On Saturday, October 22, eight undergraduate students and fifteen graduate students digitized dozens of documents at Love’s Jazz and Art Center in North Omaha as part of our third major History Harvest in Nebraska. Some remarkable stories, documents, and objects came forward as people from the community brought out their history to share with scholars, teachers, and students. The scene was celebratory but earnest, enthusiastic but expectant. And a sense of revival, renewal, purpose, community, and honesty greeted visitors.
KVNO aired a radio feature on Monday during drive time–“History Harvest Finds Treasures in North Omaha.”
Two stories, in particular, struck me personally and professionally as moving and significant. The first is about U.S.C.T. graves, one unmarked, in the Laurel Hill Cemetery in Omaha. Local researcher Creolla Woodall has been working to restore the graves, provide appropriate markers, and bring this history back to public recognition. One soldier, James Adams, was free in 1860, living in Harford County, Maryland, near Baltimore when he enlisted in the 4th U.S.C.T. The 4th U.S.C.T. Co. E was photographed at Fort Lincoln in northwestern Washington, D.C., at some point probably in early 1863 before taking the field in Virginia later that year. Fort Lincoln was located on the Washington Branch of the Baltimore & Ohio Railroad. Adams was wounded in the war, losing his arm at the Battle of Chaffin’s Farm, Virginia. Later, sometime in the 1880s it appears, Adams moved to Omaha, Nebraska.
His U.S.C.T. counterpart buried at Laurel Hill, Edward Jones, was born in Virginia, most likely into slavery. At some point in 1864, he made his way to Marietta, Georgia, and enlisted in the 13th U.S.C.T., guarded railroads, and after the war made his way to Omaha, Nebraska. The graves of U.S.C.T. soldiers too often go unrecognized and the service and histories of these men unexamined. They tell us much about the wider patterns in the war–two black men, one enslaved, one free, both enlist, both fight, one is wounded, both migrate after the war, eventually to Omaha, Nebraska. They build businesses. They serve their communities. They have deep individual histories we are only able to glimpse though the broader national significance of their stories.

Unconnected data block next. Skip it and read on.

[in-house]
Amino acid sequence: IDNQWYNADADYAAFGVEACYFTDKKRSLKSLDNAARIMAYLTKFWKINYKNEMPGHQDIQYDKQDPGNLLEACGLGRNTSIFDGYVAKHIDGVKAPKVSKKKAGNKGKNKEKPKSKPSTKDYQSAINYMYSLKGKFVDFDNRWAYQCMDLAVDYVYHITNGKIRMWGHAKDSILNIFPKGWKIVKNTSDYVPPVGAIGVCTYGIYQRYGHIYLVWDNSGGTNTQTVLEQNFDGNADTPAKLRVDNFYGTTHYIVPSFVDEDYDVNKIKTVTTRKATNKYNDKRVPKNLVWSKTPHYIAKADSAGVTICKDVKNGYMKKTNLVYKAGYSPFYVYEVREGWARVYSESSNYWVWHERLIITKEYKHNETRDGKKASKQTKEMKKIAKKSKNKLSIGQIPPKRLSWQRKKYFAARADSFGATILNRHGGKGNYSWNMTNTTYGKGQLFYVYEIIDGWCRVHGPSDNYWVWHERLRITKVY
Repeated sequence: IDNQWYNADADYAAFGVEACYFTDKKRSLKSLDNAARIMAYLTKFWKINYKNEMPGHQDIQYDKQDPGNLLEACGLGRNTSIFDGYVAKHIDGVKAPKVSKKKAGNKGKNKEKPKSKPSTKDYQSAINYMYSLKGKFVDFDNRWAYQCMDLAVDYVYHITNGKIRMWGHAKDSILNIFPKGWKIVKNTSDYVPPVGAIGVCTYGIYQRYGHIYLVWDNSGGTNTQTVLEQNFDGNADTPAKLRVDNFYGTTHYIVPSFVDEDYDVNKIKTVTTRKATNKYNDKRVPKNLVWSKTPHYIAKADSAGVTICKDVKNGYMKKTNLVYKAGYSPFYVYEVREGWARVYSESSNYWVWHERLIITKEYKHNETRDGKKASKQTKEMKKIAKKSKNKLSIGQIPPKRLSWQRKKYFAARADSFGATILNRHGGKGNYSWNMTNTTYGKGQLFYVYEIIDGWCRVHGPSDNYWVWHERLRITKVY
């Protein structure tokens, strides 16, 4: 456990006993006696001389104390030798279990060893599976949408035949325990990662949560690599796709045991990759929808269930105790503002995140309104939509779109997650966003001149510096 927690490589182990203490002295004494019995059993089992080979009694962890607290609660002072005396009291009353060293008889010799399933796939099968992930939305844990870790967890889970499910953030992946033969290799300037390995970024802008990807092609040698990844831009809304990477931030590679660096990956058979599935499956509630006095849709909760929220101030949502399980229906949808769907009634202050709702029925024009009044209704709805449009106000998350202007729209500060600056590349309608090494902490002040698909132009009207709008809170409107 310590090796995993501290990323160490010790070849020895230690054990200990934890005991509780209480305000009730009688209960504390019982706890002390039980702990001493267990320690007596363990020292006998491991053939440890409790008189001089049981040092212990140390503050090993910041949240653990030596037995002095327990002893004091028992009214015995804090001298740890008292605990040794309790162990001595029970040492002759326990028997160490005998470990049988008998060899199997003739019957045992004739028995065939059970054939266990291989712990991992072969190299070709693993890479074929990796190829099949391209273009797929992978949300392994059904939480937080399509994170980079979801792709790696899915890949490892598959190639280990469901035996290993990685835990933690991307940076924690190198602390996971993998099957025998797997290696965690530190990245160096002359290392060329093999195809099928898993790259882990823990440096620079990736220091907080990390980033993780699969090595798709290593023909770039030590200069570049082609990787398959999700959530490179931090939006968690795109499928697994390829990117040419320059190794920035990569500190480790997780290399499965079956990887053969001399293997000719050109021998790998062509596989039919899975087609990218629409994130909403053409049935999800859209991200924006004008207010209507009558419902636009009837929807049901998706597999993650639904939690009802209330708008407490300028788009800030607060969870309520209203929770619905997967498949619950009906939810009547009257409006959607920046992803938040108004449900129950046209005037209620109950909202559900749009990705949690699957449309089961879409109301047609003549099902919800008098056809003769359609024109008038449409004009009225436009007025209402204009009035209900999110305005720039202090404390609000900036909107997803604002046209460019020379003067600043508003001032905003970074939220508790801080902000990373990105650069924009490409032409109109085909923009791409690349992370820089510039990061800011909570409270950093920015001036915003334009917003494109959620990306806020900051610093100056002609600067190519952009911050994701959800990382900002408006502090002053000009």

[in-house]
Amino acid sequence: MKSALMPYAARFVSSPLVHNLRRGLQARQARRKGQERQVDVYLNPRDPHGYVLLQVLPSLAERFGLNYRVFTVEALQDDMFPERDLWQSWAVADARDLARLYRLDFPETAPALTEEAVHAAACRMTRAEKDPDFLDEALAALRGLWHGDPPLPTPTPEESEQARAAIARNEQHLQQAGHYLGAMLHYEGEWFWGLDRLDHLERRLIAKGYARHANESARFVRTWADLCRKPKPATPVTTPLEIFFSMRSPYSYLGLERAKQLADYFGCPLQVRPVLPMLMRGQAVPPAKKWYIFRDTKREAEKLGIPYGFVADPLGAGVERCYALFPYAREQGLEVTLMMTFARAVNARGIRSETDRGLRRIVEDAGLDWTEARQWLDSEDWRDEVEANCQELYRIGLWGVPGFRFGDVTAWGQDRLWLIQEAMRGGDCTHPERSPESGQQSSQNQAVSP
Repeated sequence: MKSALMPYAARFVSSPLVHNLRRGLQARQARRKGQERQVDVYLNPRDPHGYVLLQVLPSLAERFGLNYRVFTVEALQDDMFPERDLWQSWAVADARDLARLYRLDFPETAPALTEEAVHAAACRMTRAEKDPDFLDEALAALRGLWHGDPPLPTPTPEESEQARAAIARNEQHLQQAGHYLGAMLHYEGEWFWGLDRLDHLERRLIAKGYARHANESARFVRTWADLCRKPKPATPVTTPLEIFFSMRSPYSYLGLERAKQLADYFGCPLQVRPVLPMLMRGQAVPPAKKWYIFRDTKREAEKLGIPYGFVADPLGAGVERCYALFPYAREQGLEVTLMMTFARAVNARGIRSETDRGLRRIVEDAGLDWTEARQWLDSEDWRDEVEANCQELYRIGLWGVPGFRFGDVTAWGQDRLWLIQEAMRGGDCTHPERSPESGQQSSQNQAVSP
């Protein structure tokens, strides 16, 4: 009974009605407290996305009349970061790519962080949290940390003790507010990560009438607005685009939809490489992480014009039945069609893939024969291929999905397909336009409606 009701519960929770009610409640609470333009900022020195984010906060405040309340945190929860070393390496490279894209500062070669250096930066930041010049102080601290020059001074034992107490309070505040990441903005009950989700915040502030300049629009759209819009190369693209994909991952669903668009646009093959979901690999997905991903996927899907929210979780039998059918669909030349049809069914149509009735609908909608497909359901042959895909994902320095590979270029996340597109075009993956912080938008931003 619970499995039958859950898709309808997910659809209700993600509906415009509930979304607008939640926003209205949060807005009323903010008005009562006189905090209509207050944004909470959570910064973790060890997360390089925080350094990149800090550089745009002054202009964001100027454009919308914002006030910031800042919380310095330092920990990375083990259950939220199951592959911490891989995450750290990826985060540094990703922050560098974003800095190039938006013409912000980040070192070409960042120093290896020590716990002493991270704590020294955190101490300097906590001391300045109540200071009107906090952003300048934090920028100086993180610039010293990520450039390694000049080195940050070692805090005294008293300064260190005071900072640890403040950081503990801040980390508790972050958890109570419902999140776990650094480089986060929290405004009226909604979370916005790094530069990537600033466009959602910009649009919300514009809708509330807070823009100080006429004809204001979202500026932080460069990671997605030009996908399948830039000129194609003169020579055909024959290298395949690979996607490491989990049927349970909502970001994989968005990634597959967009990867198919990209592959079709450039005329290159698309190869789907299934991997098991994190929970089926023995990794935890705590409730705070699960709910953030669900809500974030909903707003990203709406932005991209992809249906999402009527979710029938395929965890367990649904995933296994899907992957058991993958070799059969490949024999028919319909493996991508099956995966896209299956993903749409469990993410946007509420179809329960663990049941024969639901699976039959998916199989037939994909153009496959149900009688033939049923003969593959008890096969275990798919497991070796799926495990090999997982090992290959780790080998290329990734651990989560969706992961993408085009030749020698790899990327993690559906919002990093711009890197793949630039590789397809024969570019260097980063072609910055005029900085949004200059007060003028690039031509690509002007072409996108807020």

Warren Taylor brought two special, and astonishingly moving, items from his family’s history to the History Harvest. His 1841 U.S. penny was carried by his enslaved great grandmother as was a silver drinking cup. Holding these items, looking at them up close, brings slavery more clearly into focus, into real lived experiences. Both were digitized to be shared with students and teachers across Nebraska and the nation. The stories behind these objects and documents will be made available on the History Harvest web site in coming weeks and months.
There is no question that digitizing history at the community level raises matters of concern, especially about whether history is being expropriated and true partnership can exist. The students worked with churches, businesses, community organizations, and schools. They participated in the Making Invisible Histories Visible project with Omaha Public Schools, and worked with the Great Plains Black History Museum. Indeed, the Harvest is meant to be inclusive and open, as well as to enable a richer, more complete history for our communities.
On Saturday, as people came to talk about their community, their history, and their families, the conversations were rich with significance. Every family has its own history, but we often forget how much our family history is part of the national story. At this History Harvest we had the chance to see this connection and to talk and think about a more inclusive and public history.